May 3 (HealthDay News) -- While untreated hypertension in any child could lead them to developing a potentially dangerous enlargement or thickening of one chamber of the heart, a new study suggests that black children may be at a greater risk than all other racial groups.
While studying 139 high blood pressure patients under age 21, researchers from Johns Hopkins Children's Center found that about 60 percent of those who were black had left ventricular hypertrophy (LVH), a condition that can cause heart failure, problems with heart rhythm and death. The researchers found LVH in just 37 percent of the other children.
And unlike the others in the study, the black children with LVH were also found to have higher cholesterol levels -- another risk factor for cardiovascular disease.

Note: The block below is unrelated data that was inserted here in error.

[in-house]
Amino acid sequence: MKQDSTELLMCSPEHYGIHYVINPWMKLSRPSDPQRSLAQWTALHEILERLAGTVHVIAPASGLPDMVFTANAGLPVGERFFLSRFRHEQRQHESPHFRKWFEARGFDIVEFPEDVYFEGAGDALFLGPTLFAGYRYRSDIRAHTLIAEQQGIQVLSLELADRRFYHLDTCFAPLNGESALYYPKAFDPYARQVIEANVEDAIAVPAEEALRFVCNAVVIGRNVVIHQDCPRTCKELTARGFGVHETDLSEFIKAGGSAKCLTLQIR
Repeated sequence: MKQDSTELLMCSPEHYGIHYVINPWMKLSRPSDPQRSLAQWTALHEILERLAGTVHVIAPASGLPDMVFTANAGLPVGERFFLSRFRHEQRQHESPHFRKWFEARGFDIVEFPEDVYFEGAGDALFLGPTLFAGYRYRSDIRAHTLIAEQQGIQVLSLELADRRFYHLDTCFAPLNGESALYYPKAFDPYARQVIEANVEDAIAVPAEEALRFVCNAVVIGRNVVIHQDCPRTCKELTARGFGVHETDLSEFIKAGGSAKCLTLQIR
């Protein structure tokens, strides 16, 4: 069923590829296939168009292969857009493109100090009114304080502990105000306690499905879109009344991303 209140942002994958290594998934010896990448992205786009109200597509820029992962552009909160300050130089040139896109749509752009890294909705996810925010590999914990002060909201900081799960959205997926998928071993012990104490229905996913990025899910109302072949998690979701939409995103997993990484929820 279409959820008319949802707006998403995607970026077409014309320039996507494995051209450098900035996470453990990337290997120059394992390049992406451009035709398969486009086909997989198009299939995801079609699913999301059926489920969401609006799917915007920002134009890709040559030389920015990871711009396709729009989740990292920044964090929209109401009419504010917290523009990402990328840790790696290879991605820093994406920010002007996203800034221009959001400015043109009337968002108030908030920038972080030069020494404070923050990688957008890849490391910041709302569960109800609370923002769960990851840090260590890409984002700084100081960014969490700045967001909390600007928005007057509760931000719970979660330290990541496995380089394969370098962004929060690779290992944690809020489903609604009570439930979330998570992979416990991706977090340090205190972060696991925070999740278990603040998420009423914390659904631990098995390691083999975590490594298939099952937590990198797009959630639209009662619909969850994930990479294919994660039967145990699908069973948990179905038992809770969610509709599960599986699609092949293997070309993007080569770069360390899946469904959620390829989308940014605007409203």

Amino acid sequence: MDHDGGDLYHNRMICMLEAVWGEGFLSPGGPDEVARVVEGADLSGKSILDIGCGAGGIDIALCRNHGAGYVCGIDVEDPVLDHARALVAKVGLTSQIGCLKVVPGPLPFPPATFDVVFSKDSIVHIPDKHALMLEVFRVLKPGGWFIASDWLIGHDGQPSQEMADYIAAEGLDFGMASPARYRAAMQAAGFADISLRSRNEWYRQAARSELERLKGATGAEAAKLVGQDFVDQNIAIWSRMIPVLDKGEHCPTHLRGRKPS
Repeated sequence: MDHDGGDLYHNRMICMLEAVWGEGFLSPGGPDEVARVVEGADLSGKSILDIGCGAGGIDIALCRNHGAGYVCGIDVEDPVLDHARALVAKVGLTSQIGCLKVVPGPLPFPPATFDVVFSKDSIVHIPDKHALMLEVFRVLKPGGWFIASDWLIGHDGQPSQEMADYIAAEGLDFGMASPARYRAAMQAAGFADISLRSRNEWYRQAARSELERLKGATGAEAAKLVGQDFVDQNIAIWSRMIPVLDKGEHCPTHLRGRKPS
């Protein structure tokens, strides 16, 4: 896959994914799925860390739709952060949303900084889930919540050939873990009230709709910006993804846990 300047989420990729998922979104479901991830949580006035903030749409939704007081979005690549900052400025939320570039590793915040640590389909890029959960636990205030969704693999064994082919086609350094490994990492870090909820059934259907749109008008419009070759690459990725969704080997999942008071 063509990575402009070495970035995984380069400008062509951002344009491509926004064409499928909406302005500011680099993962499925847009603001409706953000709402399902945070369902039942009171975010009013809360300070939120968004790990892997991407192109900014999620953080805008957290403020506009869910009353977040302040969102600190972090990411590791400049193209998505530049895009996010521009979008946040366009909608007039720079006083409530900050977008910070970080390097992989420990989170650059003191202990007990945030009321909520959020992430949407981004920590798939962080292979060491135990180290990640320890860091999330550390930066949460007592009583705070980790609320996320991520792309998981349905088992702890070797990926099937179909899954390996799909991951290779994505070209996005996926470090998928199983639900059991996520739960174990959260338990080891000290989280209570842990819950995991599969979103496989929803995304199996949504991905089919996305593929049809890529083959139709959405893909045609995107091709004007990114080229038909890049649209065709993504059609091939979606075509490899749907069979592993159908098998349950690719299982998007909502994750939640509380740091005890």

"Our study identifies black children with hypertension as a special group who may be at particularly high risk for heart disease as they age because of several risk factors, and pediatricians treating these kids should follow them very closely," study author Dr. Cozumel Pruette, a kidney specialist at the children's center, said in a Hopkins news release.
The study is scheduled to be presented this weekend in Baltimore at the annual meeting of the Pediatric Academic Societies.
Chronic high blood pressure, or hypertension, in U.S. children has been steadily on the rise in recent decades, affecting an estimated 4 million children, the researchers said.
SOURCE: Johns Hopkins Children's Center, news release, May 2, 2009